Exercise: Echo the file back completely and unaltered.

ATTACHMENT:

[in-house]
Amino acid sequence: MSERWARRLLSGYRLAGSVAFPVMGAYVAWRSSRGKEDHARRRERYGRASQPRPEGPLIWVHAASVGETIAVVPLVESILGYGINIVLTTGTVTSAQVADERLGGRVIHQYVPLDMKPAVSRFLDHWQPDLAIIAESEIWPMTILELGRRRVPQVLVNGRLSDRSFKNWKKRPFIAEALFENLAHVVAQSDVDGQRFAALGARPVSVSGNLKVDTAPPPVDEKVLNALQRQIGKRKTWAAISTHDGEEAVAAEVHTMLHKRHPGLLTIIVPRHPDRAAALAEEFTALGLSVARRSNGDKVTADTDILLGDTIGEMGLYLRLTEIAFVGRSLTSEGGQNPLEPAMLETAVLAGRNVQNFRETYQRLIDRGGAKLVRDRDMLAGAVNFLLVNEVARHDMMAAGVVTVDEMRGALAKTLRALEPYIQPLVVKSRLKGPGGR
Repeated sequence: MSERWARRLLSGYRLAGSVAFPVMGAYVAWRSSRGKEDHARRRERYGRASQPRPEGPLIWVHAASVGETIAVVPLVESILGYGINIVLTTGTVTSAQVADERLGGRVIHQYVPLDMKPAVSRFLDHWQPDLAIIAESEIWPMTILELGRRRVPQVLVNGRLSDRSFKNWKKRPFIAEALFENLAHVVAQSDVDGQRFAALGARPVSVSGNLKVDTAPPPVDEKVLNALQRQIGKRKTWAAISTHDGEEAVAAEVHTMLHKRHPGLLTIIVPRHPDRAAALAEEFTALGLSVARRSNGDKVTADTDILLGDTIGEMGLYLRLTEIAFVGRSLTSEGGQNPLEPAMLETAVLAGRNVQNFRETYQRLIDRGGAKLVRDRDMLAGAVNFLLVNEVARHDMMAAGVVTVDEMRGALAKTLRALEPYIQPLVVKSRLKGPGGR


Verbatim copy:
[in-house]
Amino acid sequence: MSERWARRLLSGYRLAGSVAFPVMGAYVAWRSSRGKEDHARRRERYGRASQPRPEGPLIWVHAASVGETIAVVPLVESILGYGINIVLTTGTVTSAQVADERLGGRVIHQYVPLDMKPAVSRFLDHWQPDLAIIAESEIWPMTILELGRRRVPQVLVNGRLSDRSFKNWKKRPFIAEALFENLAHVVAQSDVDGQRFAALGARPVSVSGNLKVDTAPPPVDEKVLNALQRQIGKRKTWAAISTHDGEEAVAAEVHTMLHKRHPGLLTIIVPRHPDRAAALAEEFTALGLSVARRSNGDKVTADTDILLGDTIGEMGLYLRLTEIAFVGRSLTSEGGQNPLEPAMLETAVLAGRNVQNFRETYQRLIDRGGAKLVRDRDMLAGAVNFLLVNEVARHDMMAAGVVTVDEMRGALAKTLRALEPYIQPLVVKSRLKGPGGR
Repeated sequence: MSERWARRLLSGYRLAGSVAFPVMGAYVAWRSSRGKEDHARRRERYGRASQPRPEGPLIWVHAASVGETIAVVPLVESILGYGINIVLTTGTVTSAQVADERLGGRVIHQYVPLDMKPAVSRFLDHWQPDLAIIAESEIWPMTILELGRRRVPQVLVNGRLSDRSFKNWKKRPFIAEALFENLAHVVAQSDVDGQRFAALGARPVSVSGNLKVDTAPPPVDEKVLNALQRQIGKRKTWAAISTHDGEEAVAAEVHTMLHKRHPGLLTIIVPRHPDRAAALAEEFTALGLSVARRSNGDKVTADTDILLGDTIGEMGLYLRLTEIAFVGRSLTSEGGQNPLEPAMLETAVLAGRNVQNFRETYQRLIDRGGAKLVRDRDMLAGAVNFLLVNEVARHDMMAAGVVTVDEMRGALAKTLRALEPYIQPLVVKSRLKGPGGR